• How will our children’s speech development be impacted if educators wear face coverings while communicating with them?
  • We have elderly parents living at home with us – how can we be sure that our child will not bring home coronavirus and make them sick?

In addition to effectively implementing CDC guidelines to make child care centers as safe as possible, child care directors and administrators need to focus on parent engagement, listen to the genuine concerns that parents have, and find solutions to help those parents feel more comfortable with leaving kids at daycare.

Marketing Your Daycare Reopening: Advice & Action Plan

The reality of marketing for child care centers has shifted because of the coronavirus pandemic. The risk of illness has created new fears for children and families who choose to socialize outside the home. As a result, government agencies have released guidelines to help child care centers manage those risks. 

Child care centers need to be proactive in communicating with parents about steps they are taking to mitigate COVID-19 risks and make the center safe for children, staff and their families at home. Below, we offer six action items that child care centers can take to improve their marketing as they resume operations.

Rewrite Your Story

Marketing is all about communicating a story about your brand that helps your customers or prospective customers feel a genuine connection with your business.

For most child care centers, a well-crafted brand story already focuses on the things that are most important to parents: high-quality child care, in a convenient location, and for the right price. 

However, the situation has changed, and parents have a new concern that child care centers should be integrating into their brand story moving forward: health and safety.

More than ever before, parents want to support child care centers that focus on providing an environment that protects children against coronavirus infection and following best practices for outbreak prevention.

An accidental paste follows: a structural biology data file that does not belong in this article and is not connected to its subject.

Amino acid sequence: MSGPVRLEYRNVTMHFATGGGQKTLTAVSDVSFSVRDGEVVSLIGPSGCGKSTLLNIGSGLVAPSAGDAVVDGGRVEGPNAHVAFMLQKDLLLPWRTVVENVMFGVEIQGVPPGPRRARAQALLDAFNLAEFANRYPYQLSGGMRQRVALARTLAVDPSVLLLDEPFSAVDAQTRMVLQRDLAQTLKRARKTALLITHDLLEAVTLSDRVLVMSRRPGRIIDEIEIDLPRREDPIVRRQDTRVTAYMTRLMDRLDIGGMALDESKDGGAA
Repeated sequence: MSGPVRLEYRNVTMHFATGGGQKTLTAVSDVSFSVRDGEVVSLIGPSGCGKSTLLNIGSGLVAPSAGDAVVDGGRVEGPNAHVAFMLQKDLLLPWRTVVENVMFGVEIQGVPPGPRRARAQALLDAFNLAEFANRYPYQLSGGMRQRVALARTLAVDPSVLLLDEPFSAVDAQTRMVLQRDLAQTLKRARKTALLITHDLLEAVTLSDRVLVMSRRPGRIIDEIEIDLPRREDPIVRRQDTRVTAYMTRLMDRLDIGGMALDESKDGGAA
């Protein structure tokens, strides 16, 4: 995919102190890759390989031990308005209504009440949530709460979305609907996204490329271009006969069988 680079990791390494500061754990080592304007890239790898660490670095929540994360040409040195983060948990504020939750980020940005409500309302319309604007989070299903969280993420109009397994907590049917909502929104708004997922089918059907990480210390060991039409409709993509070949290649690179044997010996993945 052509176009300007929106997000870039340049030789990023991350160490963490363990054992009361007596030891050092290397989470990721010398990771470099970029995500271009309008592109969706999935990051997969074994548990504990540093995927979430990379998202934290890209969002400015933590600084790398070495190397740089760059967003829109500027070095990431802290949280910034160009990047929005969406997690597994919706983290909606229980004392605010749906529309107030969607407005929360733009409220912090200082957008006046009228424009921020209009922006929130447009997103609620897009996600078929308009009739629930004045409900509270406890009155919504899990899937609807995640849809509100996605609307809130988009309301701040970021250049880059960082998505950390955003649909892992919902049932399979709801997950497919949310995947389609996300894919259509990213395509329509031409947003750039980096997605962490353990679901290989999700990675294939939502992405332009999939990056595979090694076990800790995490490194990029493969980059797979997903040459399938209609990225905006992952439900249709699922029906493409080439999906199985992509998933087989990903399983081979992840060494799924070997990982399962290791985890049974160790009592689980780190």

As you think about implementing best practices and measures to protect the community, think about how these steps align with your core mission. Communicate the importance of health and safety to prospective customers, families new to your center, and returning families.

Craft Promotional Messages that Address Parent Concerns

Child care centers should adjust their communications and promotional messages to make them as relevant as possible to the new concerns that parents have about child care.

The most important thing for child care centers is to be proactive in communicating the policies and procedures that are being implemented to reduce the spread of coronavirus. Parents and caregivers want to be assured that you are taking action to meet the new challenges around the spread of a dangerous illness. As a licensed facility, no business is probably more prepared to meet these concerns, but communicating clearly on how you are keeping the children in your care safe is key.

If you release a brochure or flyer (physical or digital) for your program, include information about the steps that your center is taking to protect the community. Include a section on “New Coronavirus Prevention Measures.” Let parents know about your enhanced cleaning schedule, changes to staff hygiene policies and other measures to help build their confidence in your center.

Go Paperless, Contactless to Meet New Parent Expectations

A trend we’ve observed during the coronavirus pandemic is that many businesses have moved away from taking cash payments and are encouraging patrons to pay with either debit or credit to avoid spreading germs. 

Child care centers that offer paperless invoices and billing can incorporate that into their marketing as a feature that helps limit the spread of germs and makes child care payments more convenient for parents. Tuition Express is a great example of a software solution that supports contactless payment for child care centers.

Both parents and child care providers can benefit from contactless check-in systems that limit in-person interactions, and Procare is leading the way with two new contactless solutions. With Procare’s QR code technology, parents complete the sign-in process on their own mobile phones, so there’s no sharing of devices. Our new Curbside Contactless Sign-in/Out feature uses GPS technology, enabling parents to complete the sign-in process on Procare’s app without entering the facility.

Connect with the Community